Email comments or suggestions:

Home

RSS Feed
  • reddit
  • Facebook Social Icon

Subscribe to our RSS (Real Simple Syndication) feed to get new posts delivered directly to your desktop!

Nature’s Rainbows is a non-commercial web site maintained entirely by volunteer hobbyists and contributors.  Our mission is to provide information about UV and luminescence, premium fluorescent mineral photos, and a fluorescent mineral database for the enjoyment of FL mineral collectors around the world.  Information on this web site is covered under a Creative Commons License.


Feel free to contact us with comments and suggestions.

Like us on Facebook!

Cataract Surgery - How does it Affect Our Eyes and Viewing Fluorescent Minerals

 

 

Serious question here. I just had cataract surgery and can now only see FS with sunglasses on. Does anyone know if this will improve as I heal or am I doomed to wearing sunglasses to see my beloved rock? I am using a cheap harbor freight light but my husband says he can see just fine. I’m on vacation and left my convoys at home. Will the filtered convoy make them visible without sunglasses. I’m feeling sad 😫

 

Sorry, what's "FS"? From my understanding, the cataracts probably caused a yellowish tint to your vision. Without that, blues should be improved. We should all be wearing UV-blocking eye protection of some sort when viewing our rocks in SW, whether eye glasses or goggles. Neither affects fluorescent colors. Why sunglasses?

 

Fluorescent sodalite. I just happened to have sunglasses sitting by me so popped them on. I do see all colors much better but not the fire in the fs it is just a dull red

 

Bad UV flashlight, that's all, husband notwithstanding! 365nm will solve.

 

A friend of mine has the same problem. Congrats, you can now see into the UV quite a bit. Go look for glasses with a Lutina filter (protect your eyes from any wavelengths below 420 nm.

 

Ok.. did your friends vision improve? Was hoping as I heal this will go away.

 

You should still be able to enjoy all your fluorescent minerals. Your artificial lens is enabling you to see a little bit into the LW spectrum now. Using your filtered LW flashlights will lessen the issue and wearing LW blocking glasses should basically totally fix it. :)
I think Mark Cole has his lenses replaced. Mark, can you say anything about this changing over time?

 

thank you. Was not the result I was expecting and think it good to get this info out for others since it mystified me.

 

yeah, vastly improved blues with new non yellow lenses. The 395nm flashlight will be so much more obvious and onerous now with all that purple light drowning out the florescent colors. Filtered 365nm will be fine, even much better than your old eyeballs. Notice how much more vibrant the blues are in the world now?

 

Yes.. and whites are so white too.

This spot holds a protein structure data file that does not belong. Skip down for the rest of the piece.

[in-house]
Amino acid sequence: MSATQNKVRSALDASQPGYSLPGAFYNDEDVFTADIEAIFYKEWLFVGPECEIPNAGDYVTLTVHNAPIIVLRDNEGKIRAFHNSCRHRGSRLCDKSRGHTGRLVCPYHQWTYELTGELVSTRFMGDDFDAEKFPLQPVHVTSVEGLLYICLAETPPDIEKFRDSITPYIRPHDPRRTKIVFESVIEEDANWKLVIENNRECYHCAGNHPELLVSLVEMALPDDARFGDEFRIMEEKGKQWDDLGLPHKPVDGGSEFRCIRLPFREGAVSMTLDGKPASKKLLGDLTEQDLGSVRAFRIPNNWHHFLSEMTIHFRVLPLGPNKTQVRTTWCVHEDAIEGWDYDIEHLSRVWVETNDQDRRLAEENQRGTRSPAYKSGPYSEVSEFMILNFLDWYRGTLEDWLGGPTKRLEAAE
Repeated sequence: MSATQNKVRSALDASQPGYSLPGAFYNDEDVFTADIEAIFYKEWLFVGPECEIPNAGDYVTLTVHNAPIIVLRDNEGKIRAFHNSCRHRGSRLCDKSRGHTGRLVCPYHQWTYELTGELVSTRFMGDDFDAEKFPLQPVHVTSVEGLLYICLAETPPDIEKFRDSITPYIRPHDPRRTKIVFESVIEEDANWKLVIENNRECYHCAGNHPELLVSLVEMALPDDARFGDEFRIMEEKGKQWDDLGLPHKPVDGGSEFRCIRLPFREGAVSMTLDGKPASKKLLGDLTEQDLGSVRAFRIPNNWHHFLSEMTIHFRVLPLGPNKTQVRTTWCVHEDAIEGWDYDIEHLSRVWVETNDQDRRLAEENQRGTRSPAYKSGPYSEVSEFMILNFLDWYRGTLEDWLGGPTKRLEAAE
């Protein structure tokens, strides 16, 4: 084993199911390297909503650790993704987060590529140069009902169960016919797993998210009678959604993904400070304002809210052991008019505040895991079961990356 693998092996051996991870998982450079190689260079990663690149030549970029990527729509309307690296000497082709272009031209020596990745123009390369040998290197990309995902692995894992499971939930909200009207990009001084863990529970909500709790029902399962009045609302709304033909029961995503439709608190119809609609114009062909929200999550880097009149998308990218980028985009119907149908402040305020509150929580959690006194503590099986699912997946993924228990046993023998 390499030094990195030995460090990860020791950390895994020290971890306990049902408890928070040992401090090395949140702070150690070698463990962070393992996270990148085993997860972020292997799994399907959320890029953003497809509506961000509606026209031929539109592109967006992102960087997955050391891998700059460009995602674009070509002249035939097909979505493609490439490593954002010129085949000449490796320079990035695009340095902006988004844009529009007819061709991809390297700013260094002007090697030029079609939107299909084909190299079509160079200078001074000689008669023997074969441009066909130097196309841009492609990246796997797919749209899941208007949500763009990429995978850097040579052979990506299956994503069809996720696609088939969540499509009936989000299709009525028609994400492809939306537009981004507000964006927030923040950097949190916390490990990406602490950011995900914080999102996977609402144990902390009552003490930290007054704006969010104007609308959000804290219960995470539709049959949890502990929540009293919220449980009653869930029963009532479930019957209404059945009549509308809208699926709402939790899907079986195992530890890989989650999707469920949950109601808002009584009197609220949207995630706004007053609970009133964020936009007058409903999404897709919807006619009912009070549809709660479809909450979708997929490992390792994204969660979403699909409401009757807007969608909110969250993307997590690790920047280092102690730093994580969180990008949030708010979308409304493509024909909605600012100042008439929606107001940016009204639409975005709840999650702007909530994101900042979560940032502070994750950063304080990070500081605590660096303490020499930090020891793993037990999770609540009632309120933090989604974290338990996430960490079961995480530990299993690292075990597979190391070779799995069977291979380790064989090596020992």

From a recent Cochrane review- What is the aim of the review?
The aim of this Cochrane Review was to find out if blue-light filtering artificial lenses, also known as intraocular lenses (IOLs) protect the back of the eye. Cochrane Review authors collected and analysed all relevant studies to answer this question and found 51 studies.
Key messages


There is little evidence of any important differences between blue-light filtering and non-blue-light filtering lenses. However, studies have been too small and too short-term to provide a reliable answer to this question.


What was studied in the review?
Sometimes the lens in the eye becomes cloudy, often as people become older. Cataract surgery involves removing the cloudy lens and replacing it with an artificial one. This artificial lens is known as an 'intraocular lens' or IOL. These IOLs contain a filter to block harmful ultra-violet (UV) light. Some lenses also have a filter to block visible blue light. In theory, high levels of blue light could damage the back of the eye that controls central vision (the macula). It has been suggested that blue-light filtering IOLs may help to protect the macula and prevent a common cause of visual loss in older people, age-related macular degeneration.


What are the main results of the review?  
Cochrane Review authors included 51 studies from 17 different countries in this review. The review showed that:

 

  • there is probably no important difference in distance vision between blue-light filtering artificial lenses and non-blue-light filtering lenses 12 months after surgery (we are moderately certain about this evidence);

  • there were no relevant data on contrast sensitivity (being a person's ability to differentiate an object from its background) and colour discrimination, being two measures of macular health;

  • none of the people taking part in these studies developed age-related macular degeneration within the follow-up period (we are very uncertain about this evidence);

  • there was no evidence on adverse outcomes that may be related to the blue-light filtering IOLs (for example, sleep disturbance).

How up-to-date is this review?
Cochrane Review authors searched for studies that had been published up to 25 October 2017.
Authors' conclusions:
This systematic review shows with moderate certainty that there is no clinically meaningful difference

 

NB- not everyone has proper IOL implantation post-cataract surgery.  One of the reasons is apparently that Medicare coverage for the IOLs isn’t universal; for example IOLs correcting pre-existing astigmatism aren’t covered.

 

When I had my eyeballs done I was given the choice between blue blockers and normal lenses. Given my hobby i elected for just UV protection (380nm and below), not yellowed lenses

 

does WTC have a patent on those?
 

Please reload

Recent GlowNotes Posts

Please reload

Visit the GlowNotes Blog to view more - educational posts, equipment, minerals, photography and displays

Related Posts:

Please reload